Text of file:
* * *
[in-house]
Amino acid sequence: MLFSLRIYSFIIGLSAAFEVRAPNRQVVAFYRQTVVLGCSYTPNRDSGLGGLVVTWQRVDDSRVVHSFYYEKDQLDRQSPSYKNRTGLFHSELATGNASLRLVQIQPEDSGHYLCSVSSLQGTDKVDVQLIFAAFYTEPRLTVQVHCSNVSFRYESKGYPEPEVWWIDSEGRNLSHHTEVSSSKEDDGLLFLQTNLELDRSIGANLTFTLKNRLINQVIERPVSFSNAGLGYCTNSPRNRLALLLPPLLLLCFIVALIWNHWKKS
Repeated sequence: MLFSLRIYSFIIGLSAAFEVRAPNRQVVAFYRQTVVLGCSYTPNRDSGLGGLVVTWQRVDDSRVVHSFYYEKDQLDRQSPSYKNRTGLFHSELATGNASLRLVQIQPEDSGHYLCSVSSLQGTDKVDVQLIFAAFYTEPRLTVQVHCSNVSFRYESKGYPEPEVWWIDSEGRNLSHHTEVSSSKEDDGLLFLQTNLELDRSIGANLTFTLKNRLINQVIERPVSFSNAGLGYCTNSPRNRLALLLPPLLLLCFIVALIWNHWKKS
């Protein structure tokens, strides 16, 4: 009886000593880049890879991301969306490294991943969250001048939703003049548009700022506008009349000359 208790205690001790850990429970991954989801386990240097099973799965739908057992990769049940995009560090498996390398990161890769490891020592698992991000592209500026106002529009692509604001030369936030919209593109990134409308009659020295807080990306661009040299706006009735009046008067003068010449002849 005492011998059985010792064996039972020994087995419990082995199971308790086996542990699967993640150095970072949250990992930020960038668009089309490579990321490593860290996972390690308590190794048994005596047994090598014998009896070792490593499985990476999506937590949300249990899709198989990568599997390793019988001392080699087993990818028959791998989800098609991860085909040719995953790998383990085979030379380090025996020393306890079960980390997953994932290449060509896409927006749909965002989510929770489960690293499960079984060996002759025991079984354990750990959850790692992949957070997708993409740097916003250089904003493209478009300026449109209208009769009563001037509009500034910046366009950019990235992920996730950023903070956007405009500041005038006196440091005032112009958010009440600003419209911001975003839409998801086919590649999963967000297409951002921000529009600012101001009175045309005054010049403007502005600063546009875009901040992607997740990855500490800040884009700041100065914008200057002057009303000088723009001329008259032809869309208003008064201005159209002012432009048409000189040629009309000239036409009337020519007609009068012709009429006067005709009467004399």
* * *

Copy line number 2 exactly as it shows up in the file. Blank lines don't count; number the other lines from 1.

Amino acid sequence: MLFSLRIYSFIIGLSAAFEVRAPNRQVVAFYRQTVVLGCSYTPNRDSGLGGLVVTWQRVDDSRVVHSFYYEKDQLDRQSPSYKNRTGLFHSELATGNASLRLVQIQPEDSGHYLCSVSSLQGTDKVDVQLIFAAFYTEPRLTVQVHCSNVSFRYESKGYPEPEVWWIDSEGRNLSHHTEVSSSKEDDGLLFLQTNLELDRSIGANLTFTLKNRLINQVIERPVSFSNAGLGYCTNSPRNRLALLLPPLLLLCFIVALIWNHWKKS